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Taliban Talks Suspended; White House Questioned Over Film

Posted on the 11 August 2011 by Periscope @periscopepost
Taliban soldiers. Photocredit: isafmedia

Taliban soldiers. Photocredit: isafmedia

Afghanistan is back in the news, in a big way. Firstly, secret talks between the Taliban (the Afghan fundamentalist organisation), and the United States and its allies have collapsed after only three sessions. Secondly, over questions that the White House gave filmmakers special access to secret information concerning the death of Osama bin Laden, the Taliban leader killed in May 2011.

Afghan leaders, reportedly nervous about being left out of the deal, leaked details of the meetings (two in Germany and one in Qatar)  to The Washington Post. The identity of the Taliban’s chief negotiator, Tayed Agha, was made clear. The secrecy of his identity was one of the conditions of the talks. Agha is a former private secretary of Taliban leader Mullah Omar. The meetings were chaired by Michael Steiner, Germany’s special representative for Afghanistan and Pakistan, and attended by senior officials from the US State Department and the CIA.

Previously, US Defense Secretary Robert Gates, said that talks with the Taliban were the way to go: “I’m not saying it will all be settled by the end of the year. I’m just saying you could begin a serious dialogue by the end of the year.”

  • Walking the tightrope. These tentative first steps towards a negotiated settlement were intended to show that the United States was “serious” about coming to a resolution. The details were apparently leaked deliberately by “paranoid” Afghan officials, reported Dean Nelson on The Daily Telegraph. “Tayeb Agha has not been seen since,” with American officials unable to contact him. These talks had “kindled cautious hope in Kabul.” The disclosures, though, are “regarded as damaging by the insurgents,” who have repeatedly claimed that they will drive out the invaders by force rather than negotiation. Afghan officials say the talks have now been “blown out of the water.”

As these revelations threaten peace in Afghanistan, there’s trouble brewing back in the US about another sort of potential leaking. Peter King, chair of the House of Representatives homeland security committee, has called for an inquiry into reports that the White House gave special information to filmmakers making a film about the death of Osama bin Laden (killed in May 2011 after almost a decade in hiding). King has asked about “the advisability of providing Hollywood executives with access to covert military operators and clandestine CIA officers.” Jay Carney, the White House spokesman, has dismissed such claims as “ridiculous” , reported the BBC. The film, made by Kathryn Bigelow and Mark Boal (who directed and wrote, respectively, The Hurt Locker), is set to open on 12 October 2012.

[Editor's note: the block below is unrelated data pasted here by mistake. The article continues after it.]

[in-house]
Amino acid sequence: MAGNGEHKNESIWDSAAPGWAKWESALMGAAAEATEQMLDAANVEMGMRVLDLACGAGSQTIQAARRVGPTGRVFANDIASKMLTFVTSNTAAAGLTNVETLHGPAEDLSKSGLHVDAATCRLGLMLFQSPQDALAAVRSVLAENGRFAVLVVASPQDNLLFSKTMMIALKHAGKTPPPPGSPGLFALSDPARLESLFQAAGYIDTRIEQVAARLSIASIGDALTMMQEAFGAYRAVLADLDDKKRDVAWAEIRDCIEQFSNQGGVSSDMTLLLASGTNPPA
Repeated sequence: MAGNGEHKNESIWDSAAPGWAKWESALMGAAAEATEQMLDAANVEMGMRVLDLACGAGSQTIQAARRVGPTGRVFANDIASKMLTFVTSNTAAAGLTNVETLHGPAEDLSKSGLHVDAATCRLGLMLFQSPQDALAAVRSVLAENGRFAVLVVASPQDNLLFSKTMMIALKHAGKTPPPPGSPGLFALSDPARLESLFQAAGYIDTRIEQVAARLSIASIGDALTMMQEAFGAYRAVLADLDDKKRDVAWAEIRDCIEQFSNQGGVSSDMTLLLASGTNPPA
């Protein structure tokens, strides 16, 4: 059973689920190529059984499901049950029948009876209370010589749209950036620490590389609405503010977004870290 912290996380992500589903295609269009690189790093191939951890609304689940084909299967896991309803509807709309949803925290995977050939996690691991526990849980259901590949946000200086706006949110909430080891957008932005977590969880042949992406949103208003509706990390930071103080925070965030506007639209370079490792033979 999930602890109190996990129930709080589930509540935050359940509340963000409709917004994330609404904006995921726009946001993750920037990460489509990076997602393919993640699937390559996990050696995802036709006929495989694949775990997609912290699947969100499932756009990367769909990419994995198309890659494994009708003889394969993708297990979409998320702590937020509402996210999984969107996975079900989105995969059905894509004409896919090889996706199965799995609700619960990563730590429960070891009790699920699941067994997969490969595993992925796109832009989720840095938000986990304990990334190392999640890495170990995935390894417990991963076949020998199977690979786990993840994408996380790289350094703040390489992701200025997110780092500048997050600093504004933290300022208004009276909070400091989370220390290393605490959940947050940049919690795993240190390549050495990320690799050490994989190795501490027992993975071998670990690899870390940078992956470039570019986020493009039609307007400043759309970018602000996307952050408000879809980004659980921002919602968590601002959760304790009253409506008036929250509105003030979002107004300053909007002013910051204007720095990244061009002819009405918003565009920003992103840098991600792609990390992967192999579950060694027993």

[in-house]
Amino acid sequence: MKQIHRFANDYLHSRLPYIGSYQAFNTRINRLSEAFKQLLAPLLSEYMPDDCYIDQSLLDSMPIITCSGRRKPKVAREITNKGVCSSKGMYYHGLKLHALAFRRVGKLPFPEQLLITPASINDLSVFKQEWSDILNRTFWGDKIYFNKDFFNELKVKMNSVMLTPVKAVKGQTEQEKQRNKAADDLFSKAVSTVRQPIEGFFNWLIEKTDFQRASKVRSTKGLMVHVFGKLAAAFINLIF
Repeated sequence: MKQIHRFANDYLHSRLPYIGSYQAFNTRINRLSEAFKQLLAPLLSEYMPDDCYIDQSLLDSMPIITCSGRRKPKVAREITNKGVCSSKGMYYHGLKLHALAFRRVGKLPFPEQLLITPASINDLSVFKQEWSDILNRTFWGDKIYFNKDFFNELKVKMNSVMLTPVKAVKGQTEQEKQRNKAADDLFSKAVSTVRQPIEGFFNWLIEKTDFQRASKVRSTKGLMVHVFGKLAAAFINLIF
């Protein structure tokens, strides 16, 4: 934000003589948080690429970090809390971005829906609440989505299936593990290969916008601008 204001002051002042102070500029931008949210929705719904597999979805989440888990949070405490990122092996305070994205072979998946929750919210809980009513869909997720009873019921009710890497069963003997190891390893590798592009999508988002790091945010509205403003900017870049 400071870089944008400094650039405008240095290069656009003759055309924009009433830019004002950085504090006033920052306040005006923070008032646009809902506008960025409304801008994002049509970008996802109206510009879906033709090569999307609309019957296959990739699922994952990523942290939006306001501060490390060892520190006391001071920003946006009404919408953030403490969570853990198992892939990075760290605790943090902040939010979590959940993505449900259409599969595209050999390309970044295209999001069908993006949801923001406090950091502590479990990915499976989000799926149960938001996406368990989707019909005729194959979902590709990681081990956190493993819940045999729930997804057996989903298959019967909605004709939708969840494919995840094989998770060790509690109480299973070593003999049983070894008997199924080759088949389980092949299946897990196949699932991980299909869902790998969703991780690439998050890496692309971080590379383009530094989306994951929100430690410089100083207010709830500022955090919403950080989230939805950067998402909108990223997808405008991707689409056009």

• A boost for Obama? Maureen Dowd  on The New York Times wrote that the White House is counting on Bigelow’s film  “to counter Obama’s growing reputation as ineffectual.” They’re hoping the film will “reflect the president’s cool, gutsy decision against shaky odds.” The filmmakers have been given “top-level access to the most classified mission in history.” The White House has “outsourced the job of manning up the president’s image to Hollywood.” Obama’s counting on it – though at least, unlike George W Bush and W., “something has been accomplished.”

“To find there’s a movie coming out and there’s been cooperation with Hollywood . . . considering the track record of the last 90 days, I’m concerned.” Peter King.

  • There have been lots of reports already. Peter King’s demand, said Jason Ukman in The Washing Post, follows “a flurry of investigative reports” on Osama bin Laden’s death. The New Yorker “published a long, narrative reconstruction of the raid on bin Laden’s compound in Pakistan.” Whilst officials have tried to “clamp down” on unauthorised use of information, “King said the administration doesn’t have a good track record when it comes to keeping a tight hold on information about the raid.”

  • The important thing is, it’s an American triumph. Julian E Barnes on The Washington Post blog said that the filmakers didn’t address the issue of CIA cooperation, but they did say their “film is about the decade-long pursuit of bin Laden, covering the efforts of the Clinton, Bush and Obama administrations.” It’s not a political film, the statement said, but “an American triumph, both heroic, and non-partisan and there is no basis to suggest that our film will represent this enormous victory otherwise.” Pentagon officials have claimed that the military provided “only basic technical assistance.” The Pentagon has yet to decide whether to help the filmmakers any more, whilst Marie Harf, a spokeswoman for the CIA, was quoted as saying “Our goal is an accurate portrayal of the men and women of the CIA, their vital mission, and the commitment to public service that defines them.”

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